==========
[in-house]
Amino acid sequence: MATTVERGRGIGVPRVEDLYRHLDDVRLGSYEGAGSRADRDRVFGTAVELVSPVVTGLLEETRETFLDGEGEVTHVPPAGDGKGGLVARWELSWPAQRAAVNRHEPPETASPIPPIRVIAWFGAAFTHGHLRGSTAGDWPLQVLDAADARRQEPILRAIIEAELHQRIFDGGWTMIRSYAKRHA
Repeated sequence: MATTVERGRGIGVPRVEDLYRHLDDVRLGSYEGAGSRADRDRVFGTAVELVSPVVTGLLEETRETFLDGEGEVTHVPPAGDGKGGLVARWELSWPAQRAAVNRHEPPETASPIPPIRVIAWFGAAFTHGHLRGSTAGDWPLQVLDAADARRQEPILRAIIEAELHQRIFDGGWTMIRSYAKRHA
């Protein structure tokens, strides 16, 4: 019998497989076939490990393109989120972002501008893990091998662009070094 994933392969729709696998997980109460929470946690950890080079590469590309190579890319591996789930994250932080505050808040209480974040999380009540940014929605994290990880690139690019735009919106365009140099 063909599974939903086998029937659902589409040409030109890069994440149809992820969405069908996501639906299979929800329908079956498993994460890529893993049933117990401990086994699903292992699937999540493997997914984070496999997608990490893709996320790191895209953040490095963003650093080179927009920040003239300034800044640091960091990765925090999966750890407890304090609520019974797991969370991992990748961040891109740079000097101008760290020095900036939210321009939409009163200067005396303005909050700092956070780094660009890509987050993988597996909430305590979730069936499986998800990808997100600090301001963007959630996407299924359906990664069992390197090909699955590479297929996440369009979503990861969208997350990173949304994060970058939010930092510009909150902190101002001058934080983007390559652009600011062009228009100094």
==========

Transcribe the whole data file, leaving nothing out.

[in-house]
Amino acid sequence: MATTVERGRGIGVPRVEDLYRHLDDVRLGSYEGAGSRADRDRVFGTAVELVSPVVTGLLEETRETFLDGEGEVTHVPPAGDGKGGLVARWELSWPAQRAAVNRHEPPETASPIPPIRVIAWFGAAFTHGHLRGSTAGDWPLQVLDAADARRQEPILRAIIEAELHQRIFDGGWTMIRSYAKRHA
Repeated sequence: MATTVERGRGIGVPRVEDLYRHLDDVRLGSYEGAGSRADRDRVFGTAVELVSPVVTGLLEETRETFLDGEGEVTHVPPAGDGKGGLVARWELSWPAQRAAVNRHEPPETASPIPPIRVIAWFGAAFTHGHLRGSTAGDWPLQVLDAADARRQEPILRAIIEAELHQRIFDGGWTMIRSYAKRHA
């Protein structure tokens, strides 16, 4: 019998497989076939490990393109989120972002501008893990091998662009070094 994933392969729709696998997980109460929470946690950890080079590469590309190579890319591996789930994250932080505050808040209480974040999380009540940014929605994290990880690139690019735009919106365009140099 063909599974939903086998029937659902589409040409030109890069994440149809992820969405069908996501639906299979929800329908079956498993994460890529893993049933117990401990086994699903292992699937999540493997997914984070496999997608990490893709996320790191895209953040490095963003650093080179927009920040003239300034800044640091960091990765925090999966750890407890304090609520019974797991969370991992990748961040891109740079000097101008760290020095900036939210321009939409009163200067005396303005909050700092956070780094660009890509987050993988597996909430305590979730069936499986998800990808997100600090301001963007959630996407299924359906990664069992390197090909699955590479297929996440369009979503990861969208997350990173949304994060970058939010930092510009909150902190101002001058934080983007390559652009600011062009228009100094």